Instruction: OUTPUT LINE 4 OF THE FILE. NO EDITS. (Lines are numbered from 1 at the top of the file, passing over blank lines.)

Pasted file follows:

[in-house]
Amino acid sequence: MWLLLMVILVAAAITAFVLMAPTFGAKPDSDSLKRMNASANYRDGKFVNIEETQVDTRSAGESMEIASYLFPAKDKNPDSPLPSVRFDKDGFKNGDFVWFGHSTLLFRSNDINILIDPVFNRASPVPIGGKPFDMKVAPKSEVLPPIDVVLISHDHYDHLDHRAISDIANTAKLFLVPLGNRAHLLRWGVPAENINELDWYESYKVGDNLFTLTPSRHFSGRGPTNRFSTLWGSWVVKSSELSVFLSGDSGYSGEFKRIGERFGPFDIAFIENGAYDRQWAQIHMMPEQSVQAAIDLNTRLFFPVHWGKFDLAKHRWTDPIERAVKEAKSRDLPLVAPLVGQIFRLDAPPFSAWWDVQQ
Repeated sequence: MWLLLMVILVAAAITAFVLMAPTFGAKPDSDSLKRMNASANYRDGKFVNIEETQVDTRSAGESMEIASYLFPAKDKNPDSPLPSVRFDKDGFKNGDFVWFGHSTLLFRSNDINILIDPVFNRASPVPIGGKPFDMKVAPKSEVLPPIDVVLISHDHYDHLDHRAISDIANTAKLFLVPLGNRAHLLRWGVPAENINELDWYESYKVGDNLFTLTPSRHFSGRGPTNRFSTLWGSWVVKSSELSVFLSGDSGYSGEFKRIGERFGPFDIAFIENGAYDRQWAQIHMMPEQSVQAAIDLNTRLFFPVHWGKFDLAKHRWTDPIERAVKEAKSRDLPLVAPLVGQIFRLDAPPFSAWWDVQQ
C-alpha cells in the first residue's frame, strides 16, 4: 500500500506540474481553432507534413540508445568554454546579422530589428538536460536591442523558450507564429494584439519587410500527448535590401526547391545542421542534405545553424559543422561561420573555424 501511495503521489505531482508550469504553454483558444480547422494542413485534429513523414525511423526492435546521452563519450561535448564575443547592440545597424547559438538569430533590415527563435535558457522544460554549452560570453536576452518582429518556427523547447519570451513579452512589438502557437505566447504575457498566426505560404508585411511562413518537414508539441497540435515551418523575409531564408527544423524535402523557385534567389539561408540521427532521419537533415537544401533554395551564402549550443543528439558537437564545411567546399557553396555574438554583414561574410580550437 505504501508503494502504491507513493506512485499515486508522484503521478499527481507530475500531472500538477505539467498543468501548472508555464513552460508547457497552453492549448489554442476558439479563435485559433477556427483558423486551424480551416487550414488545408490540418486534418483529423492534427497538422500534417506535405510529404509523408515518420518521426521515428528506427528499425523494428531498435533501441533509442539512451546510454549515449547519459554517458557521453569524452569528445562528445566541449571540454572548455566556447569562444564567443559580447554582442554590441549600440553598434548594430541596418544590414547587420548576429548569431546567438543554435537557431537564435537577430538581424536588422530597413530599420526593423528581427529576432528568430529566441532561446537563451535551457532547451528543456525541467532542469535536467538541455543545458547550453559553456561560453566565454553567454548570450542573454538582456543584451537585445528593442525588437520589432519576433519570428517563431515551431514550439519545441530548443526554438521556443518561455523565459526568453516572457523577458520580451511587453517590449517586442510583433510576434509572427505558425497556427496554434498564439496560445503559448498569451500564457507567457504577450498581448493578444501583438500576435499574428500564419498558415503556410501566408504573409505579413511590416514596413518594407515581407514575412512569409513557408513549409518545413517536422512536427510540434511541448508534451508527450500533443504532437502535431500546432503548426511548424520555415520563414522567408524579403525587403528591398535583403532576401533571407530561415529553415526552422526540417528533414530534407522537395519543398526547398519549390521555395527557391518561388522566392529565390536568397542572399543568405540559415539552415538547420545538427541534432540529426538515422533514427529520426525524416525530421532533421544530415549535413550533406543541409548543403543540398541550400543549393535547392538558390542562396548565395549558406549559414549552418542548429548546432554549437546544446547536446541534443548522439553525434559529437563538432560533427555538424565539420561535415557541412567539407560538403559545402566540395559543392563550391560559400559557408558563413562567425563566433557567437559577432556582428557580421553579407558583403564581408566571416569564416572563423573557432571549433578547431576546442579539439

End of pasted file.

C-alpha cells in the first residue's frame, strides 16, 4: 500500500506540474481553432507534413540508445568554454546579422530589428538536460536591442523558450507564429494584439519587410500527448535590401526547391545542421542534405545553424559543422561561420573555424 501511495503521489505531482508550469504553454483558444480547422494542413485534429513523414525511423526492435546521452563519450561535448564575443547592440545597424547559438538569430533590415527563435535558457522544460554549452560570453536576452518582429518556427523547447519570451513579452512589438502557437505566447504575457498566426505560404508585411511562413518537414508539441497540435515551418523575409531564408527544423524535402523557385534567389539561408540521427532521419537533415537544401533554395551564402549550443543528439558537437564545411567546399557553396555574438554583414561574410580550437 505504501508503494502504491507513493506512485499515486508522484503521478499527481507530475500531472500538477505539467498543468501548472508555464513552460508547457497552453492549448489554442476558439479563435485559433477556427483558423486551424480551416487550414488545408490540418486534418483529423492534427497538422500534417506535405510529404509523408515518420518521426521515428528506427528499425523494428531498435533501441533509442539512451546510454549515449547519459554517458557521453569524452569528445562528445566541449571540454572548455566556447569562444564567443559580447554582442554590441549600440553598434548594430541596418544590414547587420548576429548569431546567438543554435537557431537564435537577430538581424536588422530597413530599420526593423528581427529576432528568430529566441532561446537563451535551457532547451528543456525541467532542469535536467538541455543545458547550453559553456561560453566565454553567454548570450542573454538582456543584451537585445528593442525588437520589432519576433519570428517563431515551431514550439519545441530548443526554438521556443518561455523565459526568453516572457523577458520580451511587453517590449517586442510583433510576434509572427505558425497556427496554434498564439496560445503559448498569451500564457507567457504577450498581448493578444501583438500576435499574428500564419498558415503556410501566408504573409505579413511590416514596413518594407515581407514575412512569409513557408513549409518545413517536422512536427510540434511541448508534451508527450500533443504532437502535431500546432503548426511548424520555415520563414522567408524579403525587403528591398535583403532576401533571407530561415529553415526552422526540417528533414530534407522537395519543398526547398519549390521555395527557391518561388522566392529565390536568397542572399543568405540559415539552415538547420545538427541534432540529426538515422533514427529520426525524416525530421532533421544530415549535413550533406543541409548543403543540398541550400543549393535547392538558390542562396548565395549558406549559414549552418542548429548546432554549437546544446547536446541534443548522439553525434559529437563538432560533427555538424565539420561535415557541412567539407560538403559545402566540395559543392563550391560559400559557408558563413562567425563566433557567437559577432556582428557580421553579407558583403564581408566571416569564416572563423573557432571549433578547431576546442579539439